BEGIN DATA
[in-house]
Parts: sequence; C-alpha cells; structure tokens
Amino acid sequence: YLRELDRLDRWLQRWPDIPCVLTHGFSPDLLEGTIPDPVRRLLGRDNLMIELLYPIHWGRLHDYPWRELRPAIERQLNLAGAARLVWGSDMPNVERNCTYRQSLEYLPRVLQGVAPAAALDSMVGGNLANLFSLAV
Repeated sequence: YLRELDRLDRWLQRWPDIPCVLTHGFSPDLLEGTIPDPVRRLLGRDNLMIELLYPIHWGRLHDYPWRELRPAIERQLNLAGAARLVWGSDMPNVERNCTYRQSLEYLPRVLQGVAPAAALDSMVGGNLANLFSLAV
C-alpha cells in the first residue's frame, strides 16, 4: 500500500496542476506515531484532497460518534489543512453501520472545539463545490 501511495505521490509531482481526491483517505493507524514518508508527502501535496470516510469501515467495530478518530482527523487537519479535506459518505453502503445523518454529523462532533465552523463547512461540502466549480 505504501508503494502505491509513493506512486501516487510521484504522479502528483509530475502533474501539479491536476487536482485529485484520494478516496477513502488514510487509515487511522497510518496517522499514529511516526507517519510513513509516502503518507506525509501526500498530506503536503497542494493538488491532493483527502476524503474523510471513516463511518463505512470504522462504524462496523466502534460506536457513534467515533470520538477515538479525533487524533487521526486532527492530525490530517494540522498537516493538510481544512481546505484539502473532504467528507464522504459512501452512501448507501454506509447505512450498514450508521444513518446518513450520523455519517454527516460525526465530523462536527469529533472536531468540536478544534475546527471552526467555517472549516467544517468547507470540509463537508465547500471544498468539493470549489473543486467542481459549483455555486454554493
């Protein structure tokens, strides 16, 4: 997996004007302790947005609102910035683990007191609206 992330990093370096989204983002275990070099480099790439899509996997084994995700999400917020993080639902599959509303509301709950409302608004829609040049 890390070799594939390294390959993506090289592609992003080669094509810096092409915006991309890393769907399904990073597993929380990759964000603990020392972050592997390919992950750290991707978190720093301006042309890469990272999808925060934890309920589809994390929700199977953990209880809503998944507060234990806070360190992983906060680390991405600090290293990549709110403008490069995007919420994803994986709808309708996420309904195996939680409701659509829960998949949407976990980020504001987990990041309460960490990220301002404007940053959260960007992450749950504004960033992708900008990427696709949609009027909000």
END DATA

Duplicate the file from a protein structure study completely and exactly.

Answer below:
[in-house]
Parts: sequence; C-alpha cells; structure tokens
Amino acid sequence: YLRELDRLDRWLQRWPDIPCVLTHGFSPDLLEGTIPDPVRRLLGRDNLMIELLYPIHWGRLHDYPWRELRPAIERQLNLAGAARLVWGSDMPNVERNCTYRQSLEYLPRVLQGVAPAAALDSMVGGNLANLFSLAV
Repeated sequence: YLRELDRLDRWLQRWPDIPCVLTHGFSPDLLEGTIPDPVRRLLGRDNLMIELLYPIHWGRLHDYPWRELRPAIERQLNLAGAARLVWGSDMPNVERNCTYRQSLEYLPRVLQGVAPAAALDSMVGGNLANLFSLAV
C-alpha cells in the first residue's frame, strides 16, 4: 500500500496542476506515531484532497460518534489543512453501520472545539463545490 501511495505521490509531482481526491483517505493507524514518508508527502501535496470516510469501515467495530478518530482527523487537519479535506459518505453502503445523518454529523462532533465552523463547512461540502466549480 505504501508503494502505491509513493506512486501516487510521484504522479502528483509530475502533474501539479491536476487536482485529485484520494478516496477513502488514510487509515487511522497510518496517522499514529511516526507517519510513513509516502503518507506525509501526500498530506503536503497542494493538488491532493483527502476524503474523510471513516463511518463505512470504522462504524462496523466502534460506536457513534467515533470520538477515538479525533487524533487521526486532527492530525490530517494540522498537516493538510481544512481546505484539502473532504467528507464522504459512501452512501448507501454506509447505512450498514450508521444513518446518513450520523455519517454527516460525526465530523462536527469529533472536531468540536478544534475546527471552526467555517472549516467544517468547507470540509463537508465547500471544498468539493470549489473543486467542481459549483455555486454554493
């Protein structure tokens, strides 16, 4: 997996004007302790947005609102910035683990007191609206 992330990093370096989204983002275990070099480099790439899509996997084994995700999400917020993080639902599959509303509301709950409302608004829609040049 890390070799594939390294390959993506090289592609992003080669094509810096092409915006991309890393769907399904990073597993929380990759964000603990020392972050592997390919992950750290991707978190720093301006042309890469990272999808925060934890309920589809994390929700199977953990209880809503998944507060234990806070360190992983906060680390991405600090290293990549709110403008490069995007919420994803994986709808309708996420309904195996939680409701659509829960998949949407976990980020504001987990990041309460960490990220301002404007940053959260960007992450749950504004960033992708900008990427696709949609009027909000």